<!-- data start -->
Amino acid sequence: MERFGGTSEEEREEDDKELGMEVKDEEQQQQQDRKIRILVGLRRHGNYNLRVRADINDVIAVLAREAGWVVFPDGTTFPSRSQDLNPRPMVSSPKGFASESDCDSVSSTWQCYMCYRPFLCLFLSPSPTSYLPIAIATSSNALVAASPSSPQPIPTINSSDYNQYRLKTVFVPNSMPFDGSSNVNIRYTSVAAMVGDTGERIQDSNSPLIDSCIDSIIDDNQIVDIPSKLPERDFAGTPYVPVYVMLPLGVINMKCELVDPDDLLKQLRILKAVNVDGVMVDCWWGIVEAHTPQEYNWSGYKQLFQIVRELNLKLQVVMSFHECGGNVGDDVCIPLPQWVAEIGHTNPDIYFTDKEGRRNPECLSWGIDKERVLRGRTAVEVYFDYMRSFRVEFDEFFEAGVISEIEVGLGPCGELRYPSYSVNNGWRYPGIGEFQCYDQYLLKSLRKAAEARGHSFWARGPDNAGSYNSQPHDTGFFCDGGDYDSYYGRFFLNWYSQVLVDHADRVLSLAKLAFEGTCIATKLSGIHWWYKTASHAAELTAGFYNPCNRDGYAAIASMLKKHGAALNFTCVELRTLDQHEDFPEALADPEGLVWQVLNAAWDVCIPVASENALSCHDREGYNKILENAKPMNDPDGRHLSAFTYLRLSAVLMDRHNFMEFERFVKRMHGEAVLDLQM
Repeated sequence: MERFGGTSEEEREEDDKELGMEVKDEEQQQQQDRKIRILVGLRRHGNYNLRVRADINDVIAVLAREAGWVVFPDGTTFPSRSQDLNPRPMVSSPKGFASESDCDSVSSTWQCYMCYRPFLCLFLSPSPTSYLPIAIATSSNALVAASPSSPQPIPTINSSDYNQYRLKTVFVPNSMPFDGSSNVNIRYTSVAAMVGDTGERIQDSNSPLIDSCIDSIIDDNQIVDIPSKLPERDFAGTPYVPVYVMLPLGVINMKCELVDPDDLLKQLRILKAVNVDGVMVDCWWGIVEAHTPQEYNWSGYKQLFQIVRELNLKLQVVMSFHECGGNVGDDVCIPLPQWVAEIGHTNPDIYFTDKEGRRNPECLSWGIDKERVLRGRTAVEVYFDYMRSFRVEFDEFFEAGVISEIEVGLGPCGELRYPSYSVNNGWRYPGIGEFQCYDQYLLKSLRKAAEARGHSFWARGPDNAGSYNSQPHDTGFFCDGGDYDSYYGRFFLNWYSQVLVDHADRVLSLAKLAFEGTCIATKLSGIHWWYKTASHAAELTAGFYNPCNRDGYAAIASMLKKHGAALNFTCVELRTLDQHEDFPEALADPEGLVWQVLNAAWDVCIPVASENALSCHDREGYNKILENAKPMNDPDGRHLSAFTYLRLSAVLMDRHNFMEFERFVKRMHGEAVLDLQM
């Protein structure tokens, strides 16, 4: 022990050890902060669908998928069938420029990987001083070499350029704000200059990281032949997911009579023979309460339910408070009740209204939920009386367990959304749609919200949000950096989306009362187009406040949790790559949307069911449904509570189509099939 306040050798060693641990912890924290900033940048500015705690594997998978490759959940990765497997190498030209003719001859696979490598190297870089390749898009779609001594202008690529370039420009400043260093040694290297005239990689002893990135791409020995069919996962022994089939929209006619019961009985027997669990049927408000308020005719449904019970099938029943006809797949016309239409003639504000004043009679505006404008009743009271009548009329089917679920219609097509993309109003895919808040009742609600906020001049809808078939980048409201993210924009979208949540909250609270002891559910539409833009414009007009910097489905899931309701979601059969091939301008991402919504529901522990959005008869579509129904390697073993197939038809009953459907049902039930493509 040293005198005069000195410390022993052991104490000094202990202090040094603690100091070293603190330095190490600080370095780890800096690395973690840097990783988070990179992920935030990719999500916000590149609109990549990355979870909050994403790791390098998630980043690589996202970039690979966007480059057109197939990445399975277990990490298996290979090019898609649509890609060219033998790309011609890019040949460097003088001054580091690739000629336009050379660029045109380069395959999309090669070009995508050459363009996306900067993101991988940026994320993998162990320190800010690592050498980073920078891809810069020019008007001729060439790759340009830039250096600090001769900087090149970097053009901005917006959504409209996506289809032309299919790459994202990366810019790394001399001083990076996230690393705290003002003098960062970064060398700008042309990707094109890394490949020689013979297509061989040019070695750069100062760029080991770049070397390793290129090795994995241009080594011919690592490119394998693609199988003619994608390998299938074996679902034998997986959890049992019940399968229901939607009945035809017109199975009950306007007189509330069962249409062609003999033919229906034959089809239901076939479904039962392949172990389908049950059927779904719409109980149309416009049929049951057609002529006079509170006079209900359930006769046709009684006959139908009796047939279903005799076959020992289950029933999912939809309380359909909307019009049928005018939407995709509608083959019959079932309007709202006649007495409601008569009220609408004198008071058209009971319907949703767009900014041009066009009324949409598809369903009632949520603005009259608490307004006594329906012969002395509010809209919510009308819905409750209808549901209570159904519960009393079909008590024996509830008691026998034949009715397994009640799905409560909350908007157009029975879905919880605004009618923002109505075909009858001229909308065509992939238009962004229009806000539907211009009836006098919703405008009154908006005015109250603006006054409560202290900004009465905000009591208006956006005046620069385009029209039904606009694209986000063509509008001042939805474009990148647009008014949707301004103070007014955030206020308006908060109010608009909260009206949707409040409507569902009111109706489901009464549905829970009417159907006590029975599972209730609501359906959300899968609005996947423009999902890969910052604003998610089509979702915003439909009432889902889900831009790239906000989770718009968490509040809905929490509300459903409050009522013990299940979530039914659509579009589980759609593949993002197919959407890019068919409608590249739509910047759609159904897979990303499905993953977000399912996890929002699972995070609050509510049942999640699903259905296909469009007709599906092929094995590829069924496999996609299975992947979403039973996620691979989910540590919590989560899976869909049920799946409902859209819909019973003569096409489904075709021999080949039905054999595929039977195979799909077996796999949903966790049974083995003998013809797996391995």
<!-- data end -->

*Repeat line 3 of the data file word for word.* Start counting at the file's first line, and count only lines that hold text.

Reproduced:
């Protein structure tokens, strides 16, 4: 022990050890902060669908998928069938420029990987001083070499350029704000200059990281032949997911009579023979309460339910408070009740209204939920009386367990959304749609919200949000950096989306009362187009406040949790790559949307069911449904509570189509099939 306040050798060693641990912890924290900033940048500015705690594997998978490759959940990765497997190498030209003719001859696979490598190297870089390749898009779609001594202008690529370039420009400043260093040694290297005239990689002893990135791409020995069919996962022994089939929209006619019961009985027997669990049927408000308020005719449904019970099938029943006809797949016309239409003639504000004043009679505006404008009743009271009548009329089917679920219609097509993309109003895919808040009742609600906020001049809808078939980048409201993210924009979208949540909250609270002891559910539409833009414009007009910097489905899931309701979601059969091939301008991402919504529901522990959005008869579509129904390697073993197939038809009953459907049902039930493509 040293005198005069000195410390022993052991104490000094202990202090040094603690100091070293603190330095190490600080370095780890800096690395973690840097990783988070990179992920935030990719999500916000590149609109990549990355979870909050994403790791390098998630980043690589996202970039690979966007480059057109197939990445399975277990990490298996290979090019898609649509890609060219033998790309011609890019040949460097003088001054580091690739000629336009050379660029045109380069395959999309090669070009995508050459363009996306900067993101991988940026994320993998162990320190800010690592050498980073920078891809810069020019008007001729060439790759340009830039250096600090001769900087090149970097053009901005917006959504409209996506289809032309299919790459994202990366810019790394001399001083990076996230690393705290003002003098960062970064060398700008042309990707094109890394490949020689013979297509061989040019070695750069100062760029080991770049070397390793290129090795994995241009080594011919690592490119394998693609199988003619994608390998299938074996679902034998997986959890049992019940399968229901939607009945035809017109199975009950306007007189509330069962249409062609003999033919229906034959089809239901076939479904039962392949172990389908049950059927779904719409109980149309416009049929049951057609002529006079509170006079209900359930006769046709009684006959139908009796047939279903005799076959020992289950029933999912939809309380359909909307019009049928005018939407995709509608083959019959079932309007709202006649007495409601008569009220609408004198008071058209009971319907949703767009900014041009066009009324949409598809369903009632949520603005009259608490307004006594329906012969002395509010809209919510009308819905409750209808549901209570159904519960009393079909008590024996509830008691026998034949009715397994009640799905409560909350908007157009029975879905919880605004009618923002109505075909009858001229909308065509992939238009962004229009806000539907211009009836006098919703405008009154908006005015109250603006006054409560202290900004009465905000009591208006956006005046620069385009029209039904606009694209986000063509509008001042939805474009990148647009008014949707301004103070007014955030206020308006908060109010608009909260009206949707409040409507569902009111109706489901009464549905829970009417159907006590029975599972209730609501359906959300899968609005996947423009999902890969910052604003998610089509979702915003439909009432889902889900831009790239906000989770718009968490509040809905929490509300459903409050009522013990299940979530039914659509579009589980759609593949993002197919959407890019068919409608590249739509910047759609159904897979990303499905993953977000399912996890929002699972995070609050509510049942999640699903259905296909469009007709599906092929094995590829069924496999996609299975992947979403039973996620691979989910540590919590989560899976869909049920799946409902859209819909019973003569096409489904075709021999080949039905054999595929039977195979799909077996796999949903966790049974083995003998013809797996391995």